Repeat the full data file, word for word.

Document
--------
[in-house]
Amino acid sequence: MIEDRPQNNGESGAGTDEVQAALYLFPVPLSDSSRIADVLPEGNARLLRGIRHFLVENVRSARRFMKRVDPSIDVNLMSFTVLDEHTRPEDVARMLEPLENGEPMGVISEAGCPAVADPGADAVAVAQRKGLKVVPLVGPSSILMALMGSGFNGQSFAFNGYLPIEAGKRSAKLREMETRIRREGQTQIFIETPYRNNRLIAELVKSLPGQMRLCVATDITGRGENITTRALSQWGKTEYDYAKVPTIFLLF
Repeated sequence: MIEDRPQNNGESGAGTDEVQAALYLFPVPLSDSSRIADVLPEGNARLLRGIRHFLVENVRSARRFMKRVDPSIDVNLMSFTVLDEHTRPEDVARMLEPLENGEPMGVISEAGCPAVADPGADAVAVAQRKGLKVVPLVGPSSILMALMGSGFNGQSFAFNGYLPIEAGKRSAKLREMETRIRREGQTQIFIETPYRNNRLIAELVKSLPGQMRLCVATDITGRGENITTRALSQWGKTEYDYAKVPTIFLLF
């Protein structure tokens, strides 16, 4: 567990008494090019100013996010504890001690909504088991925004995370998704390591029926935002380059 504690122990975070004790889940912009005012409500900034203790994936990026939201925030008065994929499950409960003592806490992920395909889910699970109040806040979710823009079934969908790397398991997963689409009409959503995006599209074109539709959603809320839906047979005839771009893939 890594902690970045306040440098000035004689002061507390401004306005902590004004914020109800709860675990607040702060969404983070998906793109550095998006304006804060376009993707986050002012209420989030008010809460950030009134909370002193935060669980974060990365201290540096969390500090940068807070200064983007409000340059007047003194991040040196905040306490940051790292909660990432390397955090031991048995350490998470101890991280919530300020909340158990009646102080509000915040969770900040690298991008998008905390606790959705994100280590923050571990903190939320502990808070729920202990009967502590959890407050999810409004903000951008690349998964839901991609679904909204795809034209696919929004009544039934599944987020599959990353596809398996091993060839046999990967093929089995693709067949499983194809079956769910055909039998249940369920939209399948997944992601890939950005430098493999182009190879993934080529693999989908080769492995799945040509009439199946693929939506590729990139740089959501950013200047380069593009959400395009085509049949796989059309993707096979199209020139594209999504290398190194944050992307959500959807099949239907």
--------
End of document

[in-house]
Amino acid sequence: MIEDRPQNNGESGAGTDEVQAALYLFPVPLSDSSRIADVLPEGNARLLRGIRHFLVENVRSARRFMKRVDPSIDVNLMSFTVLDEHTRPEDVARMLEPLENGEPMGVISEAGCPAVADPGADAVAVAQRKGLKVVPLVGPSSILMALMGSGFNGQSFAFNGYLPIEAGKRSAKLREMETRIRREGQTQIFIETPYRNNRLIAELVKSLPGQMRLCVATDITGRGENITTRALSQWGKTEYDYAKVPTIFLLF
Repeated sequence: MIEDRPQNNGESGAGTDEVQAALYLFPVPLSDSSRIADVLPEGNARLLRGIRHFLVENVRSARRFMKRVDPSIDVNLMSFTVLDEHTRPEDVARMLEPLENGEPMGVISEAGCPAVADPGADAVAVAQRKGLKVVPLVGPSSILMALMGSGFNGQSFAFNGYLPIEAGKRSAKLREMETRIRREGQTQIFIETPYRNNRLIAELVKSLPGQMRLCVATDITGRGENITTRALSQWGKTEYDYAKVPTIFLLF
């Protein structure tokens, strides 16, 4: 567990008494090019100013996010504890001690909504088991925004995370998704390591029926935002380059 504690122990975070004790889940912009005012409500900034203790994936990026939201925030008065994929499950409960003592806490992920395909889910699970109040806040979710823009079934969908790397398991997963689409009409959503995006599209074109539709959603809320839906047979005839771009893939 890594902690970045306040440098000035004689002061507390401004306005902590004004914020109800709860675990607040702060969404983070998906793109550095998006304006804060376009993707986050002012209420989030008010809460950030009134909370002193935060669980974060990365201290540096969390500090940068807070200064983007409000340059007047003194991040040196905040306490940051790292909660990432390397955090031991048995350490998470101890991280919530300020909340158990009646102080509000915040969770900040690298991008998008905390606790959705994100280590923050571990903190939320502990808070729920202990009967502590959890407050999810409004903000951008690349998964839901991609679904909204795809034209696919929004009544039934599944987020599959990353596809398996091993060839046999990967093929089995693709067949499983194809079956769910055909039998249940369920939209399948997944992601890939950005430098493999182009190879993934080529693999989908080769492995799945040509009439199946693929939506590729990139740089959501950013200047380069593009959400395009085509049949796989059309993707096979199209020139594209999504290398190194944050992307959500959807099949239907």